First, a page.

There is a close relationship between creativity and learning: both manifest themselves when people have the opportunity to experiment, express their curiosity and engage in original activity without fear of being judged. That is why a creative approach will make your language classes more enriching and effective.
The role of creativity in language learning
What makes a language class a place open to creativity?
Let’s think about it for a moment. What stimulates us in pursuing creative activities? Motivation, the desire to experiment, the satisfaction one gets from stimulating and training different physical and mental skills.
But all these elements do not only manifest themselves when we decide to dedicate ourselves to digital drawing, painting, or learning to play the electric guitar. These stimuli are also fundamental when we open our minds to a new language. After all, who would be driven by the desire to learn new words, assimilate bizarre idioms or try to understand a foreign culture through language without a good dose of imagination, open-mindedness and adaptability?
Creativity is one of the most valuable tools available to language teachers, as it enables them to engage students on a cognitive and emotional level that is much deeper and more meaningful than a purely theoretical-grammatical one.
Introducing creative learning activities into your language classroom is not only fun in itself, but also an excellent strategy for consolidating your students’ language and critical thinking skills at the same time.
“Creativity has also been linked to levels of attainment in second language learning. Many of the language tasks favoured by contemporary language teaching methods are believed to release creativity in learners – particularly those involving student-centred, interaction-based, and open-ended elements, and are therefore in principle ideally suited to fostering creative thinking and behaviour on the part of learners” (Burton, 2010)
So, how can you introduce a bit of creativity into your language teaching approach? Check out our three ideas below!
1. Establish a creativity-welcoming environment
We can’t deny it, some people are born creative. While it is entirely possible to develop one’s creative thinking, for some students it may take longer than others. Therefore, it is important first of all to work on the environment because, as noted by Alan Melay and Nick Peachey, “creativity in teaching does not simply happen in a vacuum. We need to create favourable conditions for it”.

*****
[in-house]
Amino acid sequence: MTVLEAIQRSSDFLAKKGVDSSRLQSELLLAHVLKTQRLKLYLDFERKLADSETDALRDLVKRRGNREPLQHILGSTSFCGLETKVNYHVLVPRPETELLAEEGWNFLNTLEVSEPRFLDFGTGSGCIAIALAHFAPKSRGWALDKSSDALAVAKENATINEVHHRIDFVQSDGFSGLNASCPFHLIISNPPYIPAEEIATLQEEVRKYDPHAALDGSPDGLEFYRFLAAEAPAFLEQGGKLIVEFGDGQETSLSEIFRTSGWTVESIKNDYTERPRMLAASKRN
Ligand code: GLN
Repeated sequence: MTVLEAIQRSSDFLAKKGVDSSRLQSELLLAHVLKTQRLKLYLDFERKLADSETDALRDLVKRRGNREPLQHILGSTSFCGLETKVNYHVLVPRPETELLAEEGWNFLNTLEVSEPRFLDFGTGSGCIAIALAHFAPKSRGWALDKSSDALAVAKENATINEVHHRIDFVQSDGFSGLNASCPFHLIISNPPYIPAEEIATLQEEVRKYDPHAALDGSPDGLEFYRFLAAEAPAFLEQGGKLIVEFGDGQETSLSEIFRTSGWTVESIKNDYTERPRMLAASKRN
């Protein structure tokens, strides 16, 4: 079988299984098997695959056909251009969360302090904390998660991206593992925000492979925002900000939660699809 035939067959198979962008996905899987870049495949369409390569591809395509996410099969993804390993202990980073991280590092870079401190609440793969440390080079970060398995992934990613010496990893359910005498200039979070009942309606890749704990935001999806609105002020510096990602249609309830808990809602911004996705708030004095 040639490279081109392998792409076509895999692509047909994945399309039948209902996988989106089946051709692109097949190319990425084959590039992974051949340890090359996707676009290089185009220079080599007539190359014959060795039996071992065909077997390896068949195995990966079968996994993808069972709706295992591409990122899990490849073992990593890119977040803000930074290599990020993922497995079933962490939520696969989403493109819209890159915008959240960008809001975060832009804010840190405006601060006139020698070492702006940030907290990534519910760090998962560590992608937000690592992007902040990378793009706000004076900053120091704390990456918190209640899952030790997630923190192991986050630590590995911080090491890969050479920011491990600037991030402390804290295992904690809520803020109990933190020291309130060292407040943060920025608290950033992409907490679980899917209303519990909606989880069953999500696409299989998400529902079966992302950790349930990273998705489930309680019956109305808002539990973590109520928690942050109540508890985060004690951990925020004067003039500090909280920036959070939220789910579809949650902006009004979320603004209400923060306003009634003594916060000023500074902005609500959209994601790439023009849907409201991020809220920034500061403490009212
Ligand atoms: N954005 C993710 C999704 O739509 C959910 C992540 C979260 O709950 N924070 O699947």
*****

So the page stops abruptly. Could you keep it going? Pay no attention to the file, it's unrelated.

What makes for a creative learning environment? Open-mindedness, absence of prejudices, willingness to collaborate, stimulating physical space – these are characteristics that, within a language classroom, encourage students to express themselves freely. During the early stage of language acquisition, the important thing is to guide the students to communicate their thoughts and ideas, leaving aside the correctness of the way they express them in the targeted language.
2. Use the creativity of others to enhance the creativity of your own lessons
Nowadays, we have the best expression of human creativity within reach in one click, why not use them in the language class? Have your learners read songs’ lyrics, or examine together the language used in a TV series. If you are dealing with a rather large class and you are afraid that some pupils might become disinterested, develop a role-game so that everyone has a part to play.
3. Consider embodied learning
What if your students don’t want anything to do with listening to podcasts or reading books in the target language? You don’t have to rule out creativity just yet. The set of techniques known as embodied learning might be exactly what you are looking for (we have talked about it in detail here).
Engage students in language learning activities that require them to perform a physical action and use the targeted language at the same time. Whether it’s an energy break, a field trip, or group activities, try to harness the benefits of embodied cognition to strengthen your students’ fluency.
In conclusion, the language learning experience can benefit enormously from implementing new and interactive teaching activities. Regardless of the type of learning content you prefer to use, making your lessons creative means, above all stimulating your students’ curiosity, encouraging them to communicate, and creating opportunities to interact with them and with each other.
You don’t have to be a great artist to be creative. You just have to be a dedicated language teacher!
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